If there’s one thing industry news sources have been mentioning to you recently it would almost certainly be Docker. But is there too much hype? Should one wait before looking into it?. There’s certainly a large amount of hype out there in the industry of the likes we have not seen since for about 6 years, when you could not move for “Cloud Experts” crowding your doorstep offering cloud this and cloud that. We can see with the benefit of hindsight that “The Cloud” did not turn out to be complete fakery, in fact it’s turned out a lot of the promises came true, it’s even better than expected in that “The Cloud” is now a whole industry that enhances and supports your operations, and you really can run your IT operations more efficiently. Hindsight also shows us a road littered with the carcasses of ‘offerings’; hastily formulated packages, misguided use cases, overpriced and under-delivering cloud services. It’s still going on, but there’s now plenty of wisdom to be found, real-world success stories, long-term studies, but if you’d sat back and said “let’s wait until the hype dies down” then you did end up spending far too much money still, many of your competitors did very well out of taking measured steps to adopt the new technology.
Building tools for mass innovation
So – Docker. Announced just two and a bit years ago, it’s hard to imagine a time before the whale logo, but it came along pretty early in the piece. It’s cute but how can a whale be cute? It must have been a baby whale! Using the whale to represent Docker has turned out to be a great analogy – it’s said a growing blue whale puts on around 90kg a day! What we are looking at here is an adolescent whale – there’s a lot of kg’s to come. One aspect of the growth is that what I imagined just a year ago for Docker has come and gone already, we’re all looking at astounding progress, so much of the necessary “plumbing” is in place now, some ideas that were no more than a wish list in January turned up in the April release:
- the mystery of how two or more containers could be connected together whilst hosted on separate kernels / hosts / datacentres / continents is now the Docker Network, SDN.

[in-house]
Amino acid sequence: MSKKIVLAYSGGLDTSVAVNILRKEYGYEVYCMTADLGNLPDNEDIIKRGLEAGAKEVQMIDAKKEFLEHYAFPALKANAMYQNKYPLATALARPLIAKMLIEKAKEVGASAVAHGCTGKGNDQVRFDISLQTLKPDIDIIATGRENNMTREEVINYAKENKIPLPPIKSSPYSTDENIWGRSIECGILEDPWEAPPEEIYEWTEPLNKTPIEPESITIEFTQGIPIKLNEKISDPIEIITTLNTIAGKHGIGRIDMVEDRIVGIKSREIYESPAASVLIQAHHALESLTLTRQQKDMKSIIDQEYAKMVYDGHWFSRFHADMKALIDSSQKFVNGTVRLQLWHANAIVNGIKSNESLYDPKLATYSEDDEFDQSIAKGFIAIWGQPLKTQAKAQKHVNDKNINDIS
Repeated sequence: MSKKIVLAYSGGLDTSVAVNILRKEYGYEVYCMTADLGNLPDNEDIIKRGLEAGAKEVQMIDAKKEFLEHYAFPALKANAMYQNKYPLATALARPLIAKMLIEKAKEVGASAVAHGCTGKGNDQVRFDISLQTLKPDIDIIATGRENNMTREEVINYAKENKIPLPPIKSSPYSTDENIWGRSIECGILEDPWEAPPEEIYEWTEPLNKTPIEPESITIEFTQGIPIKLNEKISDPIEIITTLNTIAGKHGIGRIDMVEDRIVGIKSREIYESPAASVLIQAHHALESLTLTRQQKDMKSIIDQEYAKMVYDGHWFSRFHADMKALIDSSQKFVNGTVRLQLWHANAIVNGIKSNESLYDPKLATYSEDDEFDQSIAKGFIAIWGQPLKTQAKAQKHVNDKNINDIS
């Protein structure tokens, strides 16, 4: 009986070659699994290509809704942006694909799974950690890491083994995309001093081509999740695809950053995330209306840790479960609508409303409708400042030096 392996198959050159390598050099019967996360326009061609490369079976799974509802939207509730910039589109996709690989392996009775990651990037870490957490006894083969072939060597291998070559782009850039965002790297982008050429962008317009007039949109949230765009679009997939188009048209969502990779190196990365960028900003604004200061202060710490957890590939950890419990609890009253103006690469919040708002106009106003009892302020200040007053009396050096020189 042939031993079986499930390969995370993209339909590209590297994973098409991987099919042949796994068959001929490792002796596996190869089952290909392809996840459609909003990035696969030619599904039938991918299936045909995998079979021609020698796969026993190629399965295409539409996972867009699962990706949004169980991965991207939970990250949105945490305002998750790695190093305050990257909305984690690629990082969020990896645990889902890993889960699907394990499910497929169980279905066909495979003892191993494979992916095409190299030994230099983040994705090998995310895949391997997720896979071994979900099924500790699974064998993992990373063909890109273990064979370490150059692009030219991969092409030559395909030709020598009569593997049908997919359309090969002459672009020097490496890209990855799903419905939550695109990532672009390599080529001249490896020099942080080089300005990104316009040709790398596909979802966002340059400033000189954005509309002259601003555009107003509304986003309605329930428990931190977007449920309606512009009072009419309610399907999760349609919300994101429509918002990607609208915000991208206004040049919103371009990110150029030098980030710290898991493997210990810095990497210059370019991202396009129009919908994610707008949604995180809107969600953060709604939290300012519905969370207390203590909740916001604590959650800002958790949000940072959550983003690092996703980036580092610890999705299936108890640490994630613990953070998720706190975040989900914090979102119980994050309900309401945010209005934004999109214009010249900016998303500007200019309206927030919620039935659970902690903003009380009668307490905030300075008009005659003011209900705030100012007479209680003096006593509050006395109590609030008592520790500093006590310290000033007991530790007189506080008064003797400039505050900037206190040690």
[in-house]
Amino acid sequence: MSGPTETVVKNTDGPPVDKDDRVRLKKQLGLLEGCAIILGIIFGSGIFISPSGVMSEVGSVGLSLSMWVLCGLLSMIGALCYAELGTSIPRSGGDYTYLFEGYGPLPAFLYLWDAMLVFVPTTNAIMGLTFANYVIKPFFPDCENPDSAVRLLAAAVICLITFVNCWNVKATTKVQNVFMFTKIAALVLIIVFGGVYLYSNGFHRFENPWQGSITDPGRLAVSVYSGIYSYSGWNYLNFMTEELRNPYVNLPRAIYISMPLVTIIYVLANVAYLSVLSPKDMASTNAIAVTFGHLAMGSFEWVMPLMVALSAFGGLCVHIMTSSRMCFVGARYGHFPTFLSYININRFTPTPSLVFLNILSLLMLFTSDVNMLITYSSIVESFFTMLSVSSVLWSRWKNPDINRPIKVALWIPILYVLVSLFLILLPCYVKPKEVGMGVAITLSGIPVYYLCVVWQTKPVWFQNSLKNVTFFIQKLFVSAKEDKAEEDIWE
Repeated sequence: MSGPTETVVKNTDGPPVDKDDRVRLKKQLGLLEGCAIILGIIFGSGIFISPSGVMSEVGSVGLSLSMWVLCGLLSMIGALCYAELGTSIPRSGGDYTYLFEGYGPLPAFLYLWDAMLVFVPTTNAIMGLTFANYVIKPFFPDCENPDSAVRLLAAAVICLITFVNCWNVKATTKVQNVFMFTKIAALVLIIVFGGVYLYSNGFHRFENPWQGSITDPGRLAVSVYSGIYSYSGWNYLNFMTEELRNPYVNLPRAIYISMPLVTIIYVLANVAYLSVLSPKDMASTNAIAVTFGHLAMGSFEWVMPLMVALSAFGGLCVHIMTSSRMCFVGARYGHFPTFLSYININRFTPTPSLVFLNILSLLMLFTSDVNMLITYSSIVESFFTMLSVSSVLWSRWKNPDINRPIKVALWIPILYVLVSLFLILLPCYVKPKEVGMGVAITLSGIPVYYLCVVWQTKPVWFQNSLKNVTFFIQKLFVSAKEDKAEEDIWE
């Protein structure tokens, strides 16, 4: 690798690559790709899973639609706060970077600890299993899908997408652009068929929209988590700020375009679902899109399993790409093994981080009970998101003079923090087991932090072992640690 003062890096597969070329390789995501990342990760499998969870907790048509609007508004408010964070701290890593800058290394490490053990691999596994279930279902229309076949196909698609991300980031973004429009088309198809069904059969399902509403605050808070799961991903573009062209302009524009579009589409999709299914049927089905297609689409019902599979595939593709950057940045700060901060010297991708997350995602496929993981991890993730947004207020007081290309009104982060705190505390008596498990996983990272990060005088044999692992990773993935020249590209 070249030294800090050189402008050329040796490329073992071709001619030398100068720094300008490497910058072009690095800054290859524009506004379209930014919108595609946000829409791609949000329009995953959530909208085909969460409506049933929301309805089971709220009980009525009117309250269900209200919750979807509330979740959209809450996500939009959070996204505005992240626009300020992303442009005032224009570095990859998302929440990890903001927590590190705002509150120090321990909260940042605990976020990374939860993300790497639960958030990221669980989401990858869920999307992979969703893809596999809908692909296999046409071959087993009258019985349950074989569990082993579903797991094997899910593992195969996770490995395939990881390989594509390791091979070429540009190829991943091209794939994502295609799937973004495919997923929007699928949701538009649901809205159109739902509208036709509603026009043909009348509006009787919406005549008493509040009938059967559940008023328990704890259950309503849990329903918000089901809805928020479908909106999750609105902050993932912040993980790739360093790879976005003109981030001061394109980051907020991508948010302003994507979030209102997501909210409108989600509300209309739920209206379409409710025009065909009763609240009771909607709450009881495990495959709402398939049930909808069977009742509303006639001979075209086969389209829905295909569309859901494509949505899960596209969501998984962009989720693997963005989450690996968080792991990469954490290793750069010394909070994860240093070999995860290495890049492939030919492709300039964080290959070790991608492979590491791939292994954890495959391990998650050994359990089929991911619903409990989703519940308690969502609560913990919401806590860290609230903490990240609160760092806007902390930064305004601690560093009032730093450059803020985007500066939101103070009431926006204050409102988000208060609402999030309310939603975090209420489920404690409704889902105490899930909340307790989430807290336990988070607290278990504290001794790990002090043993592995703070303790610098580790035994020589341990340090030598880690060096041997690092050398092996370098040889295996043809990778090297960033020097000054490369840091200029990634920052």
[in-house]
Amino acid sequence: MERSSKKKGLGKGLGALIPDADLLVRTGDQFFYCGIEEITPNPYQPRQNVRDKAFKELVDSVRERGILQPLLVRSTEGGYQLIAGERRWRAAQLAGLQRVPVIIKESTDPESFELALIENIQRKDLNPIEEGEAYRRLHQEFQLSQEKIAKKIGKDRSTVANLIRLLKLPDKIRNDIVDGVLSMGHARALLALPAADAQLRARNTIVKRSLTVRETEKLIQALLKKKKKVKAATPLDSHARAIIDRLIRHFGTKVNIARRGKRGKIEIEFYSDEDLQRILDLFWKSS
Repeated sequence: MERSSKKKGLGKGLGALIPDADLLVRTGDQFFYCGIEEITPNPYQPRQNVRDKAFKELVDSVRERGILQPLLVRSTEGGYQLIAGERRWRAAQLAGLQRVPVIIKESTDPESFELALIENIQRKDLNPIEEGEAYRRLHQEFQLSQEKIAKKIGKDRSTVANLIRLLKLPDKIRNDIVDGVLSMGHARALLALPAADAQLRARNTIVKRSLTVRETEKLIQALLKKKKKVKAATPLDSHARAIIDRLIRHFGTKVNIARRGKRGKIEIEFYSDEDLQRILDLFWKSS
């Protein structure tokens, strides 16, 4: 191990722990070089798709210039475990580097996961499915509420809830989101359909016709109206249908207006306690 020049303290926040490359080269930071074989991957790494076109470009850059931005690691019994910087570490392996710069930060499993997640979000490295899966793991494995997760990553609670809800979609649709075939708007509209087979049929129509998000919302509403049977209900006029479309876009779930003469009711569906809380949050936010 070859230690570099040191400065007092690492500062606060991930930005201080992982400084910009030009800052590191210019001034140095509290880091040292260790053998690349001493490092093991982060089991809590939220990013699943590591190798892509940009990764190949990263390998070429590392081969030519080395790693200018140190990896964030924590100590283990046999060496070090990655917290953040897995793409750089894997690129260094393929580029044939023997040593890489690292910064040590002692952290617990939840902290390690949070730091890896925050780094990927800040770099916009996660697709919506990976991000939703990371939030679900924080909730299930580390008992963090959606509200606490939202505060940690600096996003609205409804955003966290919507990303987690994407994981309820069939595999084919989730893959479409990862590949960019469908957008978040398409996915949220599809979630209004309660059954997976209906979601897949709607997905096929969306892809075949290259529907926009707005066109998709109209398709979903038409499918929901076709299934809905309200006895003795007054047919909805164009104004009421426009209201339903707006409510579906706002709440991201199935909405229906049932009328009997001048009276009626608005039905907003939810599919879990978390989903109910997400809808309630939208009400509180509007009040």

- The questions we had along the lines of “do I really have to use Ubuntu to host Docker” have now turned into “so you mean I can run native windows apps in Docker containers on windows servers?”.
- “Gee the Docker images and registry are a bit homebrew, CoreOS appc might be better” morphed into “V2 registry is pretty slick hey!” in April - followed swiftly at DockerCon in June by “never mind having to bet on one or the other, here’s the OCF – Open Container Format”
The latest vision statements we heard at DockerCon were “_building tools for mass innovation_” and “_make the internet programmable_” – lofty goals indeed!
Docker in Production
The biggest question that needed answering at this year’s DockerCon is “Can I use Docker in my production environment”. This question from a technical standpoint is YES. All the tools you need have now been delivered, but that’s only half of the answer – what enterprises need is support, warranty, stability, authentic packages. To provide for these requirements Docker has announced a subscription model that lets you pick and choose your own mix of supported or open source components, there are options for just using the Docker Hub online service, and there are affordable price points for using all the newly announced enterprise components in-house:
- Docker Trusted Registry – an enterprise-grade registry package for organisations to host their images privately.
- Docker Engine - for hosting Docker containers on a linux server.
- Docker Swarm – for clustering Docker engines and scheduling containers to run across the cluster.
- Docker Compose – for defining your multi-container applications and scalability of services.
I want to try Docker!
There are many ways to try out Docker, some are dead easy to install but leave you looking at a blinking prompt, there are plenty of how-to guides out there for setting up the tools on a linux host if you do like blinking prompts– but if you have a windows or mac laptop the new cool way to try it out is Kitematic from Docker. A neat GUI based package that’s free to download and will have you starting containers in no time.